Capital News Online

Ottawa River at Hog's Back [Photo © Emma Fisher]

During a trip to Cape Town, South Africa in January, Susanne Klausen found herself fiddling with the washroom sink at the international airport before asking herself “what’s wrong with this stupid thing?” The woman next to her simply gestured towards a recently installed hand sanitizing dispenser. The taps at the airport had been shut off to save water during the city’s water crisis.

Klausen’s first trip to Cape Town was in 1997 and she travels there regularly to conduct research.

As a history professor at Carleton University, Klausen’s current research focuses on interracial couples during South Africa’s Apartheid era.

Since her most recent trip, Klausen says she has become more aware of the amount of water Canadians use, herself included, due to its seemingly endless supply.

“I’m more concerned about not being in the shower too long because it will dry my skin out in the winter, than I am about where the water goes,” she said.

She says she has become more conscientious about conserving.

“What I’m really ashamed of is that when I’m doing dishes I’ll often have the water running, so I’m washing and rinsing at the same time which is water going right down the sink,” she said. Since returning from Cape Town, Klausen says she has changed how she washes dishes to reduce the amount of wasted water.

Residents in Cape Town are currently limited to 50 liters of water per person, per day. This is about one quarter the amount typically used by Ottawa residents.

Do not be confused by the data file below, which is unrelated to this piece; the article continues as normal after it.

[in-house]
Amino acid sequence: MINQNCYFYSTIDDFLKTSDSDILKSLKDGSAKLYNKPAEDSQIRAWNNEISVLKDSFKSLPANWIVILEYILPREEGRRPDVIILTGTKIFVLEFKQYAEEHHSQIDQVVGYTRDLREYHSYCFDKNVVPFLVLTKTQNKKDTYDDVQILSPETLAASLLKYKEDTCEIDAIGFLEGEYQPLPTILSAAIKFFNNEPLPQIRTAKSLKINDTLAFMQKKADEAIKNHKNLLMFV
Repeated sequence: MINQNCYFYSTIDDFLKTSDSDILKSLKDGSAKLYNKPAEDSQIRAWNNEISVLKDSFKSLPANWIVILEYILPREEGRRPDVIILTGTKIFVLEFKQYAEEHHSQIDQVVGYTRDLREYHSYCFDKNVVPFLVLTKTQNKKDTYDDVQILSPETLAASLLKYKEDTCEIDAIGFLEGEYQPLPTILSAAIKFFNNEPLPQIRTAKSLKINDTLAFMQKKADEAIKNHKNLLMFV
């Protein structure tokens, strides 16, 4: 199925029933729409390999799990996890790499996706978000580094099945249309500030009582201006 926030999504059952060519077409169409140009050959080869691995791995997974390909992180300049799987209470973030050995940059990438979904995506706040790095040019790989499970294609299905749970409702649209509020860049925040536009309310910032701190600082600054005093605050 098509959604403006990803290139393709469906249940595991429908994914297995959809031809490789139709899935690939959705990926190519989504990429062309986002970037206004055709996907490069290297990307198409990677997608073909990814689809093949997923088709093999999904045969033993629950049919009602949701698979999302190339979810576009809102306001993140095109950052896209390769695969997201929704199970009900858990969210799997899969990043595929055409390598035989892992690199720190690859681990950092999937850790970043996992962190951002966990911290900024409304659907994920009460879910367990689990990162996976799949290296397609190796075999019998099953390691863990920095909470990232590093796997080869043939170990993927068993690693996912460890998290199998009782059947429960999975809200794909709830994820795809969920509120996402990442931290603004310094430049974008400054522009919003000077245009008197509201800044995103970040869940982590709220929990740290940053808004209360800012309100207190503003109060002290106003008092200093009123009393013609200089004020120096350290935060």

And while Ottawa is not likely to suffer from water shortages in the foreseeable future the way Cape Town is now, there are plenty of reasons to conserve the precious resource.

Interior of the Britannia Water Purification Plant [Photo © City of Ottawa]

Factoring in the indoor and outdoor use of water for drinking, cooking, laundry, sanitary purposes, and seasonal outdoor water use, Ottawa residents use, on average, 180 to 200 litres of water per day, according to Paul Montgomery, the plant manager at the Lemieux Island water purification plant.

“We have a luxury to provide great access to safe drinking water, and have done so without disruption for many years,” said Montgomery.

The two water purification plants (Britannia being the other one) draw from the Ottawa River as a water source. They reach 90 per cent of the households in Ottawa. In more rural areas of the city, water is received through five groundwater wells. This includes the communities of Greely, Vars, Gloucester, Richmond, and Carp.

Is Ottawa at risk?

According to the most recent city budget, the second largest capital program is ‘drinking water & wastewater services,’ at $156 million (the largest is transit services, at $187.5 million).

“This plant has been restricted in the past, though not shut down in production, so we had to rent temporary pumps and find some deeper water in the river, and pump over land and into the plant to keep it running,” said Montgomery.

Interior of the Britannia Water Purification Plant [Photo © City of Ottawa]